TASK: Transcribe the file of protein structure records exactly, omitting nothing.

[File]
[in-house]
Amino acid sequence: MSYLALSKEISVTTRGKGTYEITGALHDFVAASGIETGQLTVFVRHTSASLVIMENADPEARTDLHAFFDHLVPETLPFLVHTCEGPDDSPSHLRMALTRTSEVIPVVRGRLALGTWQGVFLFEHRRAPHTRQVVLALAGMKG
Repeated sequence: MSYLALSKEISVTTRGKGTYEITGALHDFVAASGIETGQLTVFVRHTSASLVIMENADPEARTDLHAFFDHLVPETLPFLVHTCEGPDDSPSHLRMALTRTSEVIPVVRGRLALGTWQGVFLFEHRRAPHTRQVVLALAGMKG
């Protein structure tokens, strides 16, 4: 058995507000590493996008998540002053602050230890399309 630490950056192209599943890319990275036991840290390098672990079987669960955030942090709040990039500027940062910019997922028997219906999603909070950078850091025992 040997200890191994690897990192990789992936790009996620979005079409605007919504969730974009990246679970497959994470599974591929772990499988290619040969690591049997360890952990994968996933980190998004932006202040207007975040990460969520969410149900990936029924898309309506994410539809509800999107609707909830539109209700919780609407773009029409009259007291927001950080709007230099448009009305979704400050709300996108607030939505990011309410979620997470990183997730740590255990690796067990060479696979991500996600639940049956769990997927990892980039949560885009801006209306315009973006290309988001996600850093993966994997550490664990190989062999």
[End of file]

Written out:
[in-house]
Amino acid sequence: MSYLALSKEISVTTRGKGTYEITGALHDFVAASGIETGQLTVFVRHTSASLVIMENADPEARTDLHAFFDHLVPETLPFLVHTCEGPDDSPSHLRMALTRTSEVIPVVRGRLALGTWQGVFLFEHRRAPHTRQVVLALAGMKG
Repeated sequence: MSYLALSKEISVTTRGKGTYEITGALHDFVAASGIETGQLTVFVRHTSASLVIMENADPEARTDLHAFFDHLVPETLPFLVHTCEGPDDSPSHLRMALTRTSEVIPVVRGRLALGTWQGVFLFEHRRAPHTRQVVLALAGMKG
């Protein structure tokens, strides 16, 4: 058995507000590493996008998540002053602050230890399309 630490950056192209599943890319990275036991840290390098672990079987669960955030942090709040990039500027940062910019997922028997219906999603909070950078850091025992 040997200890191994690897990192990789992936790009996620979005079409605007919504969730974009990246679970497959994470599974591929772990499988290619040969690591049997360890952990994968996933980190998004932006202040207007975040990460969520969410149900990936029924898309309506994410539809509800999107609707909830539109209700919780609407773009029409009259007291927001950080709007230099448009009305979704400050709300996108607030939505990011309410979620997470990183997730740590255990690796067990060479696979991500996600639940049956769990997927990892980039949560885009801006209306315009973006290309988001996600850093993966994997550490664990190989062999």